D#1 arrived home on Saturday for a surprise visit! She hatched this plan with her sister. The Boar and I were chatting with his mother (who was also In The Know) at the kitchen table early yesterday afternoon, when in strolled D#1. What a great surprise to see her and it is a real treat to have her home for a few days. She is officially done working for the college at the beginning of August and will be home for 2 weeks before her fall semester starts.

I am constantly startled at the mature young adult she has become. This is more surprising to me than the first tooth, step etc. I suppose because it changes my role – I have gone from Mother/Enforcer to Mother/Adviser and it seems to be an overnight demotion transition. As I have said, it is startling and bittersweet, but also wonderful. I am enjoying these teen aged/college years more than I ever expected.

Although, it is a very bad sign indeed that they are now successfully conspiring against me.

11 thoughts on “daughters

  1. I sympathize with the transition to adviser. However, it pales next to the transition to Parent/Last One To Know About Whatever Major Life Step The Offspring Is Contemplating. In my case, the steps are such minor items as working in a clinic in India for a year and taking a year off between years 3&4 of med school to get a masters degree in public health at Harvard. Just because you and I foot the bills doesn’t mean we get to participate in the decision to any significant degree. (What? Oh, no, I’m not bitter, no…)

  2. Hmmm…I see that scheming is a genetic trait that you’ve passed on! How wonderful that you got that surprise visit, though, and that your daughter is growing into a lovely, young woman. I mean, really, how many girls her age would conspire to surprise their mom with a visit? What a cool kid!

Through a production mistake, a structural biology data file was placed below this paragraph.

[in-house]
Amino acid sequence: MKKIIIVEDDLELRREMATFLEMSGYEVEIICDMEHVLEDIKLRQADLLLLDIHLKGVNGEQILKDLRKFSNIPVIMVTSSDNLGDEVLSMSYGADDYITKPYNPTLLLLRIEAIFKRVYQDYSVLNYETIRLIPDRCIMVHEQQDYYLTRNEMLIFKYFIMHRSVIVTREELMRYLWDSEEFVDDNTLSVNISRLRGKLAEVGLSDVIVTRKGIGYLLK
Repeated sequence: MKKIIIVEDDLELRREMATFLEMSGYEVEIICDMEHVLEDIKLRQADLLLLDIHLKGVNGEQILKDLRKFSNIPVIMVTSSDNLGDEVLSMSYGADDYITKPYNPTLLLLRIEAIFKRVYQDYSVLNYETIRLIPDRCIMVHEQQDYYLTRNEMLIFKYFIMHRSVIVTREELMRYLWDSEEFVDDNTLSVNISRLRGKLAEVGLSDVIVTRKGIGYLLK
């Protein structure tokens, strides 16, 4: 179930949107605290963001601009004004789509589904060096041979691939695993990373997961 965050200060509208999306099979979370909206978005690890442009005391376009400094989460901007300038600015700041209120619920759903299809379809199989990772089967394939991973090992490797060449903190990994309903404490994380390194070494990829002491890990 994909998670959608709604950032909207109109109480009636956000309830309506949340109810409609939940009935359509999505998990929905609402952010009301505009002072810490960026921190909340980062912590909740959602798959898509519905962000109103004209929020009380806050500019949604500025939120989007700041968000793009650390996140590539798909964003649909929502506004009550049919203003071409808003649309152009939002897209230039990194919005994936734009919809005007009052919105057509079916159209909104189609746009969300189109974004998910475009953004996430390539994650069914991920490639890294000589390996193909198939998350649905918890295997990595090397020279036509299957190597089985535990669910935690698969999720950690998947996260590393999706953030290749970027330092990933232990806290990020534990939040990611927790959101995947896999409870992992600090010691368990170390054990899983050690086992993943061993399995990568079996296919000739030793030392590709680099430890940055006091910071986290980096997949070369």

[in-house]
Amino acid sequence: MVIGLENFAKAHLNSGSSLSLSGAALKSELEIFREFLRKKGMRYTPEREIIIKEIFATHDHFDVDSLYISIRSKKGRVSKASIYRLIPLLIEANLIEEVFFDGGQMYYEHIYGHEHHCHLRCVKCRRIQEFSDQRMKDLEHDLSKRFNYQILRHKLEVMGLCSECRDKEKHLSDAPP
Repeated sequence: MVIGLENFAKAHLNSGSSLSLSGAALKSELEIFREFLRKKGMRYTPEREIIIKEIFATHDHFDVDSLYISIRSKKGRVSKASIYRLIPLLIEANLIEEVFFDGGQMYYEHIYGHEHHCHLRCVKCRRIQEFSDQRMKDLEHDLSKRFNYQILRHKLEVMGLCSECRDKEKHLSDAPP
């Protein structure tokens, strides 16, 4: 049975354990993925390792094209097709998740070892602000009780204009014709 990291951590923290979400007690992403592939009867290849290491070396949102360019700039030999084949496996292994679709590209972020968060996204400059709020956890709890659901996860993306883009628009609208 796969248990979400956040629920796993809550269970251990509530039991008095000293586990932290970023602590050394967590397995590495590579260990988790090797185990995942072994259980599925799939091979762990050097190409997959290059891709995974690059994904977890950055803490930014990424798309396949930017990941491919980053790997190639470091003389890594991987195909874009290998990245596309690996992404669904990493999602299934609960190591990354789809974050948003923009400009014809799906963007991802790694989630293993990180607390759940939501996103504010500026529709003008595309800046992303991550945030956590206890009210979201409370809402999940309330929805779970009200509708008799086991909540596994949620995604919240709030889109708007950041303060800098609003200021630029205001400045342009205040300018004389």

3. The best part about this transition is that you can be Mother/Adviser and FRIEND in a way that you never were before, too. Even if you had a great relationship with your kids — it changes when they become adults and gain more independence and autonomy. I saw it with my mom and me (and that was kind of rocky in my teenage years) and now with me and mine — it’s weird fun to dream along with Katie about the apartment/house she will one day furnish when she spots the perfect kitchen set in an antique shop… and think about what I have that I can unload… um… I mean GIVE her. ; )

  4. No, you’re looking at it all wrong. It appears that (at least in this instance) they conspired FOR you, not against you. :)

    I have loved the teen years, and I have loved the college years even more than that. My daughter moved to NYC today at 11:30 a.m. At 3 p.m. she called to tell me she had a job already. Just part-time, and just in exchange for a gym membership, but still. You gotta love it.

  5. your brother and sil were also ‘In the Know”. d#1 told us of her plans when she ‘surprised’ us last weekend with a visit. she likes to surprise. isn’t it nice that we all can keep a secret? ;-)

  6. Here’s something else to look forward to. The day will come when you can look at your daughters as fully responsible adults who you both like and respect. Being in their company will feel a lot like being with a good friend. It’s a satisfying place to be. Enjoy them now and know the best is yet to come. (And thanks for comment about my new granddaughter….the best really is yet to come!)

  7. What a nice surprise. We are going through the same transition with my two stepsons and it’s strange but wonderful at the same time. The older one comes home from college and is suddenly the kind of person I would actually like to hang out with instead of nag. His younger brother, though not quite 17, has outgrown his pubescent sulkiness, and now voluntarily socializes with us as if we were normal people instead of alien freaks.

    This change, from about 16 to 19, is absolutely amazing. The driver’s license, the job, the ability to look beyond the next day, it all adds up.

    I think it’s the time when you finally get to see the result of your parenting, because up until then it can be hard to see if your efforts are paying off!

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